Applied Art
Gemstone and Jewellery

Unternavigation / Sub Navigation




The material of art

Imagination and virtual worlds

Precious material – gold, silver, precious stones – apart from its utility value, also has a lasting legacy because of its symbolic power. In the area of jewellery, the classic range of materials is supplemented by many natural materials and plastics that can be filled with meaning. Even in jewellery, art – the old mistress of fiction, utopian design and thus virtuality – outlasts time: Ars longa – vita brevis.

Meanwhile, it is not only the physics that has long since moved away from the traditional ideas of a ‘fixed’ material into dynamic cosmological models. The digital age is revolutionizing living conditions, and particularly people’s social relationships – probably to a greater extent than the invention of book printing at the beginning of the modern era.

Virtuality does not require proof of genuineness, or a real correspondence of material, shape and colour. In light of these
– thoroughly omnipresent – scenarios, there is a growing desire for the authenticity of analogue life, for a permanence and value, which materialises in the material and therefore sensual presence of high-value goods that give a sense of identity, or in art.
What contribution can art make, so that people in an increasingly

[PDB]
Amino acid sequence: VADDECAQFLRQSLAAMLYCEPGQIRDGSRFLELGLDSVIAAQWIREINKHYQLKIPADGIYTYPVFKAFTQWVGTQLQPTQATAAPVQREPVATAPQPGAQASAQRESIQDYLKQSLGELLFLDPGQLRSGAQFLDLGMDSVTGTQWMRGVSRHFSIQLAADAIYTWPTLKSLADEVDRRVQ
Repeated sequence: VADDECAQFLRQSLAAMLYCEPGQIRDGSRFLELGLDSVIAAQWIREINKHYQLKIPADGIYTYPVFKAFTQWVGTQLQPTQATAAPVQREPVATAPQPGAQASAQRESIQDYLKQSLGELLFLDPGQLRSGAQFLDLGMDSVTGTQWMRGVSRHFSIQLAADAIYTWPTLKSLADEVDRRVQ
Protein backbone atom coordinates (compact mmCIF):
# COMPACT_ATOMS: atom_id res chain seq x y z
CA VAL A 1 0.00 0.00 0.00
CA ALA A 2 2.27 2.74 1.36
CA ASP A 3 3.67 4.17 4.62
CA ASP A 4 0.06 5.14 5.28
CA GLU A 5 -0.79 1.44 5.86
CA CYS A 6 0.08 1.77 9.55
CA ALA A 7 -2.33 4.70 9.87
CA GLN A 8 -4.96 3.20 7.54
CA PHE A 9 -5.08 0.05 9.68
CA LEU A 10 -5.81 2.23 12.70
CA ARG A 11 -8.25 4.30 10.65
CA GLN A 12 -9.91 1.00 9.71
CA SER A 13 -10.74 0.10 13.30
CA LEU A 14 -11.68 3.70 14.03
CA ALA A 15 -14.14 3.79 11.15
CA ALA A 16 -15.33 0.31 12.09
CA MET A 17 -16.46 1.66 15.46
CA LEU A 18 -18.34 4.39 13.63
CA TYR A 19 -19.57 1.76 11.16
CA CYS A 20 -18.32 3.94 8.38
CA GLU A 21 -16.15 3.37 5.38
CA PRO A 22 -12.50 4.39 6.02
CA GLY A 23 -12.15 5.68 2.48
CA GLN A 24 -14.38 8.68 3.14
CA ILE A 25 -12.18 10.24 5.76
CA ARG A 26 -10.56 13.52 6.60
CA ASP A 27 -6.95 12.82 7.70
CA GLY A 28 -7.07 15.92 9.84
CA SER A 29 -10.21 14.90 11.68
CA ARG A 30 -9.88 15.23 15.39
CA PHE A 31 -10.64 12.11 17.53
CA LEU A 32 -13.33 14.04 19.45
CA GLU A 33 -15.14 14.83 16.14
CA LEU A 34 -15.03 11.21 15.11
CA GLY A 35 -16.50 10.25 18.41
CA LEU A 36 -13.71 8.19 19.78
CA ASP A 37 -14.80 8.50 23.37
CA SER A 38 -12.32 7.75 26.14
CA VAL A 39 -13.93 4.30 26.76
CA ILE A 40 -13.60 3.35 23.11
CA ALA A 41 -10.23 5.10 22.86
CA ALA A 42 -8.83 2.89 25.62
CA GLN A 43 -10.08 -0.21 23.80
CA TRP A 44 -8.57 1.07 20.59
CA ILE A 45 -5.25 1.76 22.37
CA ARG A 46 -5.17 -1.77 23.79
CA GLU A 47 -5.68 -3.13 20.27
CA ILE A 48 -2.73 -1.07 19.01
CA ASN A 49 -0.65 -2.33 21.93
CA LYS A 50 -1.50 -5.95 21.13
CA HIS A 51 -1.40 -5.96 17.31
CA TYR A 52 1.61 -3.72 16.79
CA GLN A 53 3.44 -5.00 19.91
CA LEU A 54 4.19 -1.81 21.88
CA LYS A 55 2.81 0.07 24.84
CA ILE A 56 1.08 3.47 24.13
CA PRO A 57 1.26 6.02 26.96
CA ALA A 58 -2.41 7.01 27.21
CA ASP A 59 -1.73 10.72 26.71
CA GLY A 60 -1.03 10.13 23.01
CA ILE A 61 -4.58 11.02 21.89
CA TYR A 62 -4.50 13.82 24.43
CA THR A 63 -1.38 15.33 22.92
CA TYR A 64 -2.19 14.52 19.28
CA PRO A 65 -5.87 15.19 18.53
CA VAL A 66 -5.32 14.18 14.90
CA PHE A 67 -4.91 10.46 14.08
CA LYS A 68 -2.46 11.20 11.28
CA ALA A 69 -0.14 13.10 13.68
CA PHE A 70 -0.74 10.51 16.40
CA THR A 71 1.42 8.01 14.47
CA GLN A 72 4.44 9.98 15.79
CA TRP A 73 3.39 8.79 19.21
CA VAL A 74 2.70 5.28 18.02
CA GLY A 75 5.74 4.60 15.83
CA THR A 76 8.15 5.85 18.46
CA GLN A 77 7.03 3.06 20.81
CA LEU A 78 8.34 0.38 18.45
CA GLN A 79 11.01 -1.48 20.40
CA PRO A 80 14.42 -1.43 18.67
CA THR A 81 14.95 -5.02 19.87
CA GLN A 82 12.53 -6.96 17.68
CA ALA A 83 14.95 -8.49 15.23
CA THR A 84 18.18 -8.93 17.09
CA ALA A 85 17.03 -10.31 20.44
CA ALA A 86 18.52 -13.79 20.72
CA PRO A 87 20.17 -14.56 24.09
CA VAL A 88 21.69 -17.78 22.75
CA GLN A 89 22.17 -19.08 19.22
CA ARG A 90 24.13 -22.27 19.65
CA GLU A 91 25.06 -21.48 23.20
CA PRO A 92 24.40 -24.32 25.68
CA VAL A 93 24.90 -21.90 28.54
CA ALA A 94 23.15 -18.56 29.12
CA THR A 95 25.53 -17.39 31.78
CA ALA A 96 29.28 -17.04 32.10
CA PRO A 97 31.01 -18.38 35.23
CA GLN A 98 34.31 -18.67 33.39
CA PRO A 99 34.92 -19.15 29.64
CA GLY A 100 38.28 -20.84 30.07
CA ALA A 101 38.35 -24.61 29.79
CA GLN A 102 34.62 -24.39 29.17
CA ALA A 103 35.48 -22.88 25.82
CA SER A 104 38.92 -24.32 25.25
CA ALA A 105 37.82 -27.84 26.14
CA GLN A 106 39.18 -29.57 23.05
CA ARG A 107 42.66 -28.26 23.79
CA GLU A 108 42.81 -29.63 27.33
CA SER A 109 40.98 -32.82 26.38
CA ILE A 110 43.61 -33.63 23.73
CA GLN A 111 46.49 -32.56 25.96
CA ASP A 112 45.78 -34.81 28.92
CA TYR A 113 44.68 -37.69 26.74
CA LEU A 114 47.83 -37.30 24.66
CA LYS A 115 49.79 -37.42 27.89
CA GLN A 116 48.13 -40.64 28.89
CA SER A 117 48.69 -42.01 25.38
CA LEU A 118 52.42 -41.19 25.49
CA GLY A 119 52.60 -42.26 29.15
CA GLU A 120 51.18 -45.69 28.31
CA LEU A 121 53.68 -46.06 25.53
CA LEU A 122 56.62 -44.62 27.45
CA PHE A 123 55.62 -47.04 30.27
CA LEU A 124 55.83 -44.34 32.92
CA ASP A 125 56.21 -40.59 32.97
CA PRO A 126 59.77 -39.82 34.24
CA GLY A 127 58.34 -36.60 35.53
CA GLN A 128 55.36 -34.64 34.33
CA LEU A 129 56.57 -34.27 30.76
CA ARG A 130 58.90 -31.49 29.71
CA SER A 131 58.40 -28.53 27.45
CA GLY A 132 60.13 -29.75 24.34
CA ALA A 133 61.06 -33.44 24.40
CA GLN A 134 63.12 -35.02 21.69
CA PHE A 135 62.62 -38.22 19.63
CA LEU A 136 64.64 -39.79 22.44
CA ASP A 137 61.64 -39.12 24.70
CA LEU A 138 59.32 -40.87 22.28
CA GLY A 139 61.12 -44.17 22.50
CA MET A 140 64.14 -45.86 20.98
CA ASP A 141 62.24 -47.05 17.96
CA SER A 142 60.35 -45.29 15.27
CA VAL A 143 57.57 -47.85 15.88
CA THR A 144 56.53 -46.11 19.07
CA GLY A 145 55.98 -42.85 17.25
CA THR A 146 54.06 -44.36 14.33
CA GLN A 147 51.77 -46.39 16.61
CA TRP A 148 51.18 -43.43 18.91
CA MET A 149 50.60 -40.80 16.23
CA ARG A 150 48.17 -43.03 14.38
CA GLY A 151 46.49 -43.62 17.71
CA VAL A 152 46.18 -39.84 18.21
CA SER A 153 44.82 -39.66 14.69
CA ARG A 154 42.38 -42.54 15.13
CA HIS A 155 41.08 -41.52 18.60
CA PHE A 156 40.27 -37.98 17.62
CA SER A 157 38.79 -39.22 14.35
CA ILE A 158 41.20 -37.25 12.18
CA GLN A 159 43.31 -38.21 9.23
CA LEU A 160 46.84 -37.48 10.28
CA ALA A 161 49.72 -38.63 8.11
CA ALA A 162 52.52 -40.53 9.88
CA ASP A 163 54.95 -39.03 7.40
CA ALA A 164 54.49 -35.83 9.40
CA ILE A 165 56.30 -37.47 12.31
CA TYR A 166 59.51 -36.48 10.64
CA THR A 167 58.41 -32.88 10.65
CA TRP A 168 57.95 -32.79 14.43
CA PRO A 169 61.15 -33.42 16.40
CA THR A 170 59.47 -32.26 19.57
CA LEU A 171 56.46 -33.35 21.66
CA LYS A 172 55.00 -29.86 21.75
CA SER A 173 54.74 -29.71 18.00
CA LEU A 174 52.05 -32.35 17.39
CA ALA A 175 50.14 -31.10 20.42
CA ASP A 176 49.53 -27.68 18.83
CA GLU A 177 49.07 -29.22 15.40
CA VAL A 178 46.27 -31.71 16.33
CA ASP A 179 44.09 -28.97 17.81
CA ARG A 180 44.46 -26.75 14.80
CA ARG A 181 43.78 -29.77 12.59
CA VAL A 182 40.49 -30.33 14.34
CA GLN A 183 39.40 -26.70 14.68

virtual world can adequately further develop the ground under their feet in analogue everyday life?
‘SchmuckDenken’ [Thinking Jewellery] is the attempt to reflect upon what jewellery is. It is about an interdisciplinary conver- gence either side of the crucial categories of handicraft or art, applied or free: to discover what jewellery is made up of, not what it looks like. The need for adornment and jewellery has accompanied humanity as an anthropological constant since the beginning. As an important cultural heritage, jewellery is continually reinterpreted in all eras. ‘SchmuckDenken 11’ collects relevant analyses and action perspectives for artistic practice. 

January 23, 2017

Participation fee

  • Professionals: 105 €
  • Students: 55 €

(the fee cover entrance to all lectures and exhibitions, coffee and mineral water, sandwiches on Saturday and lunch on Sunday.)

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